10/29/17 — Celebrating 150 years of the National Grange

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Celebrating 150 years of the National Grange

By Steve Herring
Published in News on October 29, 2017 1:45 AM

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Jimmy Gentry, right, N.C. State Grange president, speaks Saturday morning during the opening ceremony for the Grantham Grange's celebration of the 150th anniversary of the National Grange. Seated next to him is John Crawford, president of the Grantham Grange. The daylong event was held at the Wayne County Fairgrounds.

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MacKenzie Vann, foreground, munches on a cookie as she and her brother Dylan ride the barrel train Saturday during the 150th anniversary celebration for the national Grange.

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Faye McCullen, right, sets up her hoop cheese display at the 150th anniversary celebration of the National Grange sponsored by the Grantham Grange.

DUDLEY -- "She was good," MacKenzie Vann, 10, said of her sister, Kasey's, performance of the national anthem.

But so was the chocolate chip cookie that MacKenzie ate as she rode the barrel train around the Wayne County Fairgrounds.

MacKenzie said she was ready for a hot dog and French fries.

And she said she was having fun at the Grantham Grange's celebration of the National Grange's 150th birthday. Kasey, 16, is the state Grange talent winner.

The daylong celebration was held from 8 a.m. to 5 p.m. at the fairgrounds on U.S. 117 South.

Activities included entertainment, a corn hole tournament, farm equipment display, auction, art display, a chili cookoff, a mule drill team, motorcycle exhibit, antique cars and tractors, FFA and 4-H exhibits and a beekeepers exhibit.

Children's events included a tractor pull and barrel train rides.

A number of vendors were set up selling a variety of foods and arts and crafts. The Grantham Fire Department sold concessions out of its fair booth.

Boy Scout Troops 10 and 59 from Grantham presented the colors during the opening ceremony.

The National Grange, a fraternal organization for farm families, was founded in 1867.

It has expanded in recent years to provide more community events.

Jimmy Gentry, N.C. State Grange president, joked that he felt good to see a preacher present to pray and that if any mean people showed up that Sheriff Larry Pierce was there to take care of them. He said if a doctor was present that he would feel even better.

"But what I really feel good about is seeing a community come together for a day like today and a good Grange putting together an event like this today to offer to the community because that is what we are about," he said. "We are about community.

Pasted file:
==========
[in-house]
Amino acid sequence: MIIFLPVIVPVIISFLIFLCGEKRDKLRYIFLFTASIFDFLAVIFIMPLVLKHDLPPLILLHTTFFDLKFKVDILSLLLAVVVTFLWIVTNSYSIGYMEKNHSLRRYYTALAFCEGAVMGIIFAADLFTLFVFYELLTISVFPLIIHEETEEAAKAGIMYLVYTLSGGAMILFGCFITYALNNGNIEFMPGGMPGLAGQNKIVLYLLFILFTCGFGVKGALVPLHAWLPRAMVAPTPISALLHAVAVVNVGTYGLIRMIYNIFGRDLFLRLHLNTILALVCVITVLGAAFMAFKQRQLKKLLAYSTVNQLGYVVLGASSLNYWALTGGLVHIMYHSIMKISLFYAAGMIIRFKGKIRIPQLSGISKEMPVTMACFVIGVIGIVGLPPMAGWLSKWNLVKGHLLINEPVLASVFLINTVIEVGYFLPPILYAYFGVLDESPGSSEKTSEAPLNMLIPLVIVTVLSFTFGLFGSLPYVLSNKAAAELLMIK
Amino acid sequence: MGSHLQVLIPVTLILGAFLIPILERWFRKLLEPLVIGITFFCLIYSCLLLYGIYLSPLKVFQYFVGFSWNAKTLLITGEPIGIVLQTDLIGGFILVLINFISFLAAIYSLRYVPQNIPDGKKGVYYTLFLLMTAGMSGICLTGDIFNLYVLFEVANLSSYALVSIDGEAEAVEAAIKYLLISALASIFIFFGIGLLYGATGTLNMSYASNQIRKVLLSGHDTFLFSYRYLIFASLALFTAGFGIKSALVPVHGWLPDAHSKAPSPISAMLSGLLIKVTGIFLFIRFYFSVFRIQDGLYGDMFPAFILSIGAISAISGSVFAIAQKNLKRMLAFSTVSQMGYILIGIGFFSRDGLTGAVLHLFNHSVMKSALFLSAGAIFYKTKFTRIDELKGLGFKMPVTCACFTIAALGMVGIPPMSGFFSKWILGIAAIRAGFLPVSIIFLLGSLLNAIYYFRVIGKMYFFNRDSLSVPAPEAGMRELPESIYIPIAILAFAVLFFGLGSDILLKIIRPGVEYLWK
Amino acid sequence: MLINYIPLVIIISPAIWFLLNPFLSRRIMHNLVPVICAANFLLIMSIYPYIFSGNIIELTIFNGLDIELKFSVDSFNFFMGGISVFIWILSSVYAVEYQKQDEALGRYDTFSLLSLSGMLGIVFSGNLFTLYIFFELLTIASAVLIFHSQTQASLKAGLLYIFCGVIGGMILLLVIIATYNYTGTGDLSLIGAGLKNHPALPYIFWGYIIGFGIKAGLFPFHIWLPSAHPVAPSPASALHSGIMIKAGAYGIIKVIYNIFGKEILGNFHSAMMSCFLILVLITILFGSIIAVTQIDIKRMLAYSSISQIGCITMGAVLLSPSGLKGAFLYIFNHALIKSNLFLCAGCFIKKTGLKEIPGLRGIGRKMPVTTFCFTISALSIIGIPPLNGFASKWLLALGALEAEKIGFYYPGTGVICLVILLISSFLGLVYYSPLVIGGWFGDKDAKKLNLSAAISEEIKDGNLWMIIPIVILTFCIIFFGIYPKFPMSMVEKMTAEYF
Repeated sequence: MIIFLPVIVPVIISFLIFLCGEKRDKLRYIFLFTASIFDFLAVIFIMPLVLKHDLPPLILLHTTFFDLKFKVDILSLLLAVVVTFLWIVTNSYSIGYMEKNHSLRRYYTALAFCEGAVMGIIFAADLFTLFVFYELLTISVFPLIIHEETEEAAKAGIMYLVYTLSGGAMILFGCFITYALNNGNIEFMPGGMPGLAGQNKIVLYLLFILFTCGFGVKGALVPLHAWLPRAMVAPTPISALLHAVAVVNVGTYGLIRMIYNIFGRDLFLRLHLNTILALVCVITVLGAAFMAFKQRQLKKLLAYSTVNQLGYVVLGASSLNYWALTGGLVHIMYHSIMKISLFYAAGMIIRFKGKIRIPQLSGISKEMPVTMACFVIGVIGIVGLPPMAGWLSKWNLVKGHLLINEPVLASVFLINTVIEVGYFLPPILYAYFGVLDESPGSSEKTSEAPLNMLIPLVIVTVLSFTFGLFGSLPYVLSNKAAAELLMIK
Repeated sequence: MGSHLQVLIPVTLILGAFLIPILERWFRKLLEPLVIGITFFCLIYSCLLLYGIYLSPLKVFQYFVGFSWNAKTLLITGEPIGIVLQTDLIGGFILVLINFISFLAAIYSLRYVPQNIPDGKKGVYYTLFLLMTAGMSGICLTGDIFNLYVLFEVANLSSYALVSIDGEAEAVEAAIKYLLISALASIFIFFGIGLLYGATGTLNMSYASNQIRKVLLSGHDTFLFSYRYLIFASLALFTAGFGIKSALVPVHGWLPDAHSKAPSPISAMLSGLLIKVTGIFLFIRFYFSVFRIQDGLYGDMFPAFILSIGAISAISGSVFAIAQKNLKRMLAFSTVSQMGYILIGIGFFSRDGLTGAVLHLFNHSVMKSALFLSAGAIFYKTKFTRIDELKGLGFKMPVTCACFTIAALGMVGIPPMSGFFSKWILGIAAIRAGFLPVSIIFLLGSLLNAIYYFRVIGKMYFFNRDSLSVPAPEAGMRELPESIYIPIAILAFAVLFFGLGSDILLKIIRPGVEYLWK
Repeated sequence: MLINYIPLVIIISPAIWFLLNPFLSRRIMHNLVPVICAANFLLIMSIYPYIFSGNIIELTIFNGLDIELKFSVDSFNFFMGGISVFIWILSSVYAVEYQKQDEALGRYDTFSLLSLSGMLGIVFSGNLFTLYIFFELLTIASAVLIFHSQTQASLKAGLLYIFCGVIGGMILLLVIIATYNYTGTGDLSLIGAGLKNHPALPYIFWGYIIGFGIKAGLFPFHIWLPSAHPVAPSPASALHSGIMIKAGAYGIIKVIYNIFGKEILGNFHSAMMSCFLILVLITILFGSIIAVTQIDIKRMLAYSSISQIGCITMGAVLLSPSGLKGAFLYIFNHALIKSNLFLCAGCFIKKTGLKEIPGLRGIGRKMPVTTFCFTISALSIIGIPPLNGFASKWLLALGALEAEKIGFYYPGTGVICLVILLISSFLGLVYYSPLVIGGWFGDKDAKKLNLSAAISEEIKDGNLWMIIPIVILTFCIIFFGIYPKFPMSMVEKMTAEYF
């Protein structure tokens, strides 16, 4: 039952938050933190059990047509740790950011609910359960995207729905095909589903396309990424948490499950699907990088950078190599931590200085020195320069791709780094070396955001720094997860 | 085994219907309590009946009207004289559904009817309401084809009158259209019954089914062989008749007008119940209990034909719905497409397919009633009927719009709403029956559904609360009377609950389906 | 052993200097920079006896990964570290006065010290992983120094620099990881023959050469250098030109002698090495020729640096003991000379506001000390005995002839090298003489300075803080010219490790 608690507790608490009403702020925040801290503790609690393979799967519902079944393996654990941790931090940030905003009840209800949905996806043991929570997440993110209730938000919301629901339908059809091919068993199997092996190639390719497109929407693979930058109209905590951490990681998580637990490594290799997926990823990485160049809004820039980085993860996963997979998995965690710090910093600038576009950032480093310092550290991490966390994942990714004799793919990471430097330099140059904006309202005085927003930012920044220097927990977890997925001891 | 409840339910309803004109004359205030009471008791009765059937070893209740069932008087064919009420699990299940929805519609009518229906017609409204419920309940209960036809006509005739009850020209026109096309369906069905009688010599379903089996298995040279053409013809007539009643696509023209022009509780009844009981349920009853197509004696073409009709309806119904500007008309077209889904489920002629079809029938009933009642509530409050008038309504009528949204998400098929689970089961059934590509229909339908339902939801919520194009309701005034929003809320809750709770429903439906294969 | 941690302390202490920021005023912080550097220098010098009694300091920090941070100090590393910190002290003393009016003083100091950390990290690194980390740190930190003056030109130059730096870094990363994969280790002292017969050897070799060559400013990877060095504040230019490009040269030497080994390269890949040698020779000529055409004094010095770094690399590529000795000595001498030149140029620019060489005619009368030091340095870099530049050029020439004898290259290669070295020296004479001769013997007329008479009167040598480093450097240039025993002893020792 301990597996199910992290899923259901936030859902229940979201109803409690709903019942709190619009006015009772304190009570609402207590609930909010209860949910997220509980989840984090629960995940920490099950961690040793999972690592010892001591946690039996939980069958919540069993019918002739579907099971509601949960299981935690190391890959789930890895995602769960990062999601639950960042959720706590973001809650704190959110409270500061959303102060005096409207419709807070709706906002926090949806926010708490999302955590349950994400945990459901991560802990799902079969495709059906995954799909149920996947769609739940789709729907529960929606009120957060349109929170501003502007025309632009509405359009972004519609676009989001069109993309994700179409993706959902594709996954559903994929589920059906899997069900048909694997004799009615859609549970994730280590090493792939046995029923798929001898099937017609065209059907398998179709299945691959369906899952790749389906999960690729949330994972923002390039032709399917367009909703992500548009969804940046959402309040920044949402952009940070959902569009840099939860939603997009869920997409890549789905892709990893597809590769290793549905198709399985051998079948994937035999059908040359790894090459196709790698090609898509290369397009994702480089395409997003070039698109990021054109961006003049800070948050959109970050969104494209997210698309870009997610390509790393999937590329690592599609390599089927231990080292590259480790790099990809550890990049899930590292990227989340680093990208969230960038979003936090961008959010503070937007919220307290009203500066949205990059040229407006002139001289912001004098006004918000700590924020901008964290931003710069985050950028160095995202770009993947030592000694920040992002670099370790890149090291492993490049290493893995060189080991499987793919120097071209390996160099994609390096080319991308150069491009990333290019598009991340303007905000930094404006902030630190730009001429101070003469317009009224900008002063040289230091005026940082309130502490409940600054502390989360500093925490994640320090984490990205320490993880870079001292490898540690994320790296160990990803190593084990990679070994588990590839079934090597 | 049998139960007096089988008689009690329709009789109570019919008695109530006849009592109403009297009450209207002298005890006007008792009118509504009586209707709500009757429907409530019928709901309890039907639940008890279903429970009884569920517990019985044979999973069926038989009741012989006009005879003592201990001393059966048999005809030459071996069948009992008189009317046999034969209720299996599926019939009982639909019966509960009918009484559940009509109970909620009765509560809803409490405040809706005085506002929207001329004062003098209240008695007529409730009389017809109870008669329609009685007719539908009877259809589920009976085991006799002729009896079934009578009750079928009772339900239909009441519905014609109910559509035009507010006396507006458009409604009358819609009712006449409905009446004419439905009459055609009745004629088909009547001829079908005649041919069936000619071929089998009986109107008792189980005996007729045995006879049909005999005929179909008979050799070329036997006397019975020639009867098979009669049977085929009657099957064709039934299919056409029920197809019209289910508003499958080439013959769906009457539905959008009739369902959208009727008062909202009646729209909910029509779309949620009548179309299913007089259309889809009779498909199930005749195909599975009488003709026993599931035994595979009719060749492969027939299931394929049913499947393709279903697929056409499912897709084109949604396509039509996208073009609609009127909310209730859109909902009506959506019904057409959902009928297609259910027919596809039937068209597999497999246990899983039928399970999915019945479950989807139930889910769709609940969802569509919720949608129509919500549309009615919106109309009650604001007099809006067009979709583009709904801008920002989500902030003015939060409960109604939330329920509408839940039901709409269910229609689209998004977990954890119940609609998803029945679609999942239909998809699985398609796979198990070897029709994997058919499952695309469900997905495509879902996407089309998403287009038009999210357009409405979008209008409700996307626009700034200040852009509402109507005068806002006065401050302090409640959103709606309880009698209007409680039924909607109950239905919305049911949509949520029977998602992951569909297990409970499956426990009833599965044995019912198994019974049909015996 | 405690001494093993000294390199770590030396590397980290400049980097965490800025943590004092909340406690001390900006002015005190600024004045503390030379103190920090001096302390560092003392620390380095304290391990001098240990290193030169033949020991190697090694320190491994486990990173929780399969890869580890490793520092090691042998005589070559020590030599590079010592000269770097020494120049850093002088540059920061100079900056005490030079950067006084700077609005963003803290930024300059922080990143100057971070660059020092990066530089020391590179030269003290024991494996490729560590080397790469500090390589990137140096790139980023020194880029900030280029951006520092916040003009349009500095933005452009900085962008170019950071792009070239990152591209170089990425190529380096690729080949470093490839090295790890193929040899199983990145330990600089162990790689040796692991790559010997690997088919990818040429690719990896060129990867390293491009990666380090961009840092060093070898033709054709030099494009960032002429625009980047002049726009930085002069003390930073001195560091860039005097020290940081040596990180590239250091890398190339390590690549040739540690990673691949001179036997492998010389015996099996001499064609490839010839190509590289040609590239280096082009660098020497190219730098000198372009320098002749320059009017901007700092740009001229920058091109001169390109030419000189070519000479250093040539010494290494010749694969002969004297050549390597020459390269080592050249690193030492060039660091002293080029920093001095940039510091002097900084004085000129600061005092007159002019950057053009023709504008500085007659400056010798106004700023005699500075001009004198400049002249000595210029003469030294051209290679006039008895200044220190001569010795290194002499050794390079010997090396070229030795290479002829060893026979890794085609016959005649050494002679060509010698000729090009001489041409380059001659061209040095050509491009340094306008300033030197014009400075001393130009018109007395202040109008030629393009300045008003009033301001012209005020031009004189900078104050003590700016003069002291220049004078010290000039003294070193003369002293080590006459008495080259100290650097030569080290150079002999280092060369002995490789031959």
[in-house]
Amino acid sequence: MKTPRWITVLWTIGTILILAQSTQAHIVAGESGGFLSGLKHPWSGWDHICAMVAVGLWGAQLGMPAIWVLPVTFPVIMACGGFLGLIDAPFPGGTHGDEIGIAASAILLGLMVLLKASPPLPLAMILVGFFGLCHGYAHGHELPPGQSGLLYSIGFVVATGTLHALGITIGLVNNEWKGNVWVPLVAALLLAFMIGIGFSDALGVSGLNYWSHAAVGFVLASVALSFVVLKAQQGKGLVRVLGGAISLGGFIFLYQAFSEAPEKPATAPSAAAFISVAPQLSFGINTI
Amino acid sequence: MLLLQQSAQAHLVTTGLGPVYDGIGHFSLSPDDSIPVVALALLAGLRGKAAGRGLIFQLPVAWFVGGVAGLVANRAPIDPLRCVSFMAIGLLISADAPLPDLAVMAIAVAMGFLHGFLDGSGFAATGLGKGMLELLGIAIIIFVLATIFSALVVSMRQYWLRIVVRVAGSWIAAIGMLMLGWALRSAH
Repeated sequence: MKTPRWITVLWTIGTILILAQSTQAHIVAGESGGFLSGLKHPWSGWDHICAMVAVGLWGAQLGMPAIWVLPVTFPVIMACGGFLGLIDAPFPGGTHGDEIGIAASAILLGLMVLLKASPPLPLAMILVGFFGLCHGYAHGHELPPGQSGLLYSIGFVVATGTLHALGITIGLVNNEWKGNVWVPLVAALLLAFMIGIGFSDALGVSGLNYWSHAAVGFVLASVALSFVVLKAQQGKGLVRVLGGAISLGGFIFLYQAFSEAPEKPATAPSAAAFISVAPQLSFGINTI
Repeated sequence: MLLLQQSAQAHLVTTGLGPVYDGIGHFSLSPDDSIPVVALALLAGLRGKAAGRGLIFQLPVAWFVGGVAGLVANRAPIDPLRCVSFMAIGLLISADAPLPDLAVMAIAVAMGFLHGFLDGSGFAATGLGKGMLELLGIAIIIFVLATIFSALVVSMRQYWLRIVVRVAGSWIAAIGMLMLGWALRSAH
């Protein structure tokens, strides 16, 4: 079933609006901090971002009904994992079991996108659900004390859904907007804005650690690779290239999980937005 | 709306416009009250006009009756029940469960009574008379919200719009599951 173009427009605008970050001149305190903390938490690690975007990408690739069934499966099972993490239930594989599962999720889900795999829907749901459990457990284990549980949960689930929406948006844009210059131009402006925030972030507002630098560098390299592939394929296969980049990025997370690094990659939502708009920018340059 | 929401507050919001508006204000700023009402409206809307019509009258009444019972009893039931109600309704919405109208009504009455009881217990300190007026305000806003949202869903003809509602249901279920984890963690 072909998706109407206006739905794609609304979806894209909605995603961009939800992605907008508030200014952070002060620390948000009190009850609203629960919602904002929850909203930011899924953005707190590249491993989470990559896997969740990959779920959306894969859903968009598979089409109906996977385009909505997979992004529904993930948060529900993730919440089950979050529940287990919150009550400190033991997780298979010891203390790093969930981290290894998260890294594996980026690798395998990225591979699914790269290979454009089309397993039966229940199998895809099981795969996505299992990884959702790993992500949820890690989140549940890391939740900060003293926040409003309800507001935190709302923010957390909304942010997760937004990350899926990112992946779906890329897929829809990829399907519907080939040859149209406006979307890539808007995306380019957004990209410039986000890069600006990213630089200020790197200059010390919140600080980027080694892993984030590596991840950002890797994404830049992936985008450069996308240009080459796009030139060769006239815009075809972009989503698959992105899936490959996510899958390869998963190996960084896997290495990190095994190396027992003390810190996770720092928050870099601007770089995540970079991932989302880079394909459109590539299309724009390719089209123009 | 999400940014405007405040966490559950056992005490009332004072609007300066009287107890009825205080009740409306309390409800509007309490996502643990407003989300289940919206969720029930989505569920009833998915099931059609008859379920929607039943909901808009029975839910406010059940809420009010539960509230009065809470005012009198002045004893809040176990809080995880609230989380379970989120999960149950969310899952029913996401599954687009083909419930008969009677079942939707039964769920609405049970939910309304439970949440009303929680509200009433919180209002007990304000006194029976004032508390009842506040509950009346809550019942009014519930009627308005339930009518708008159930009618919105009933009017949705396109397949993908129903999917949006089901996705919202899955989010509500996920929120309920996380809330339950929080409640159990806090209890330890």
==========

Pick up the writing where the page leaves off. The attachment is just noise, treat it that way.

"Yes, we are about agriculture. Yes, we are about rural America and rural North Carolina. You do not have to be a farmer to be a member of this organization. Those of you who are not members today, we want you."

The Grange advocates for agriculture and rural needs, Gentry said.

It has established a good relationship with local state legislators, he said.

"I want you to think back a little bit to 1867," Gentry said. "I know none of us were here then. (Rep.) Jimmy (Dixon), you won't here then in 1867 were you? How things must have been then compared to today. There were needs in 1867, but there are also needs today that are just as great.

"Our organization, the challenge that we have, is to adapt to those changing needs that have happened over the past 150 years. Grantham Grange is all about that."

Larry Sasser, of the Nahunta community, was at the event with his two grandsons, Jasper Boothman, 5, and Preston Boothman, 7.

"They help me out a little bit on the farm," Sasser said.

It was very important to bring his grandsons to the celebration, he said.

"They can learn a little bit about the past, farmers and all, the equipment and the old tractors there," Sasser said. "I want them to know a little about the background, too. I liked looking at the tractors and going through the building here to look at the demonstrations."

His grandsons were interested in the 4-H booth that had an old-fashioned corn sheller that they were able to try out.

"It was interesting to see," he said. "It brought back a lot of memories."

Sasser recalls when Nahunta had a Grange even though he was not part of it. The building is still standing.

"I grew up on a farm," he said. "That is the reason that I came because I knew one of the ideas of the Grange was to support the farmers. I just wanted to come out and see what was going on.

"I still have dirt under my fingernails right on. I still have a farm right on. I grew up on that farm. We raised tobacco. I saw the old tobacco sprayer over there. I do remember that and that was way back. It brought back a lot of memories."